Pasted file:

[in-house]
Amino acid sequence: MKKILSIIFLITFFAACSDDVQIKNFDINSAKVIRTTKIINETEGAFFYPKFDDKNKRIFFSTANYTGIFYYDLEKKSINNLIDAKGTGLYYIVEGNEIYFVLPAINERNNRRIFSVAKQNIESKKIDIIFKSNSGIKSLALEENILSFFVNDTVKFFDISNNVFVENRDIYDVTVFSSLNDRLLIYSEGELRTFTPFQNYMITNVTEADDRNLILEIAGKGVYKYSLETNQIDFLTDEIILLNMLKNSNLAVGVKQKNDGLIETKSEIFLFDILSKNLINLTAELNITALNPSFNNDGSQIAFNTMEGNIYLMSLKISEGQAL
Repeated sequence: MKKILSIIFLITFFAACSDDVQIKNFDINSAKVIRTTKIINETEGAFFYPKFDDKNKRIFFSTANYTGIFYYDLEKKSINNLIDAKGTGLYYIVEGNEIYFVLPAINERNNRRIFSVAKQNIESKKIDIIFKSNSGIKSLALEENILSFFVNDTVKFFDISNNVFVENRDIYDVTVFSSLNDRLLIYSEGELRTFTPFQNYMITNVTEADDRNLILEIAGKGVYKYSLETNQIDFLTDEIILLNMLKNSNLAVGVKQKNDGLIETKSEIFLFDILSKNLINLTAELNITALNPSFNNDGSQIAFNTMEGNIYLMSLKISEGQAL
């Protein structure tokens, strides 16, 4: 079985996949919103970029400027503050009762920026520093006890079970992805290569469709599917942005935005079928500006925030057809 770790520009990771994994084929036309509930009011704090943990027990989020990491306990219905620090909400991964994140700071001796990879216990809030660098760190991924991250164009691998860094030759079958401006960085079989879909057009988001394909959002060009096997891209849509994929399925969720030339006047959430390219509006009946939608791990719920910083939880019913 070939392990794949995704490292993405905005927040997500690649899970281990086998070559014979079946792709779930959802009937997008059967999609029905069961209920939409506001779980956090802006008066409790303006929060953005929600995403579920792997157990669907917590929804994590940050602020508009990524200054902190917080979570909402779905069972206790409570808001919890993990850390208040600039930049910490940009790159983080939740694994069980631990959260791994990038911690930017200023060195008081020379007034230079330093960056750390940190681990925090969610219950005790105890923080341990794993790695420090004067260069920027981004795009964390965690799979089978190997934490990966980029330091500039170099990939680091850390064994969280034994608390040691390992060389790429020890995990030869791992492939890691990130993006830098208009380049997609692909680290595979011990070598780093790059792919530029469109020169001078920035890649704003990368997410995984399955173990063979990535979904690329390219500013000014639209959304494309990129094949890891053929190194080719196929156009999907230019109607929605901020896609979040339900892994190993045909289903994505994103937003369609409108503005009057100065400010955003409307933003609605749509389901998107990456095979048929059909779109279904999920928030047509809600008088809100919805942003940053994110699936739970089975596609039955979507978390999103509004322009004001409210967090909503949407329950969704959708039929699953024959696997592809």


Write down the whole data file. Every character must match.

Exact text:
[in-house]
Amino acid sequence: MKKILSIIFLITFFAACSDDVQIKNFDINSAKVIRTTKIINETEGAFFYPKFDDKNKRIFFSTANYTGIFYYDLEKKSINNLIDAKGTGLYYIVEGNEIYFVLPAINERNNRRIFSVAKQNIESKKIDIIFKSNSGIKSLALEENILSFFVNDTVKFFDISNNVFVENRDIYDVTVFSSLNDRLLIYSEGELRTFTPFQNYMITNVTEADDRNLILEIAGKGVYKYSLETNQIDFLTDEIILLNMLKNSNLAVGVKQKNDGLIETKSEIFLFDILSKNLINLTAELNITALNPSFNNDGSQIAFNTMEGNIYLMSLKISEGQAL
Repeated sequence: MKKILSIIFLITFFAACSDDVQIKNFDINSAKVIRTTKIINETEGAFFYPKFDDKNKRIFFSTANYTGIFYYDLEKKSINNLIDAKGTGLYYIVEGNEIYFVLPAINERNNRRIFSVAKQNIESKKIDIIFKSNSGIKSLALEENILSFFVNDTVKFFDISNNVFVENRDIYDVTVFSSLNDRLLIYSEGELRTFTPFQNYMITNVTEADDRNLILEIAGKGVYKYSLETNQIDFLTDEIILLNMLKNSNLAVGVKQKNDGLIETKSEIFLFDILSKNLINLTAELNITALNPSFNNDGSQIAFNTMEGNIYLMSLKISEGQAL
């Protein structure tokens, strides 16, 4: 079985996949919103970029400027503050009762920026520093006890079970992805290569469709599917942005935005079928500006925030057809 770790520009990771994994084929036309509930009011704090943990027990989020990491306990219905620090909400991964994140700071001796990879216990809030660098760190991924991250164009691998860094030759079958401006960085079989879909057009988001394909959002060009096997891209849509994929399925969720030339006047959430390219509006009946939608791990719920910083939880019913 070939392990794949995704490292993405905005927040997500690649899970281990086998070559014979079946792709779930959802009937997008059967999609029905069961209920939409506001779980956090802006008066409790303006929060953005929600995403579920792997157990669907917590929804994590940050602020508009990524200054902190917080979570909402779905069972206790409570808001919890993990850390208040600039930049910490940009790159983080939740694994069980631990959260791994990038911690930017200023060195008081020379007034230079330093960056750390940190681990925090969610219950005790105890923080341990794993790695420090004067260069920027981004795009964390965690799979089978190997934490990966980029330091500039170099990939680091850390064994969280034994608390040691390992060389790429020890995990030869791992492939890691990130993006830098208009380049997609692909680290595979011990070598780093790059792919530029469109020169001078920035890649704003990368997410995984399955173990063979990535979904690329390219500013000014639209959304494309990129094949890891053929190194080719196929156009999907230019109607929605901020896609979040339900892994190993045909289903994505994103937003369609409108503005009057100065400010955003409307933003609605749509389901998107990456095979048929059909779109279904999920928030047509809600008088809100919805942003940053994110699936739970089975596609039955979507978390999103509004322009004001409210967090909503949407329950969704959708039929699953024959696997592809």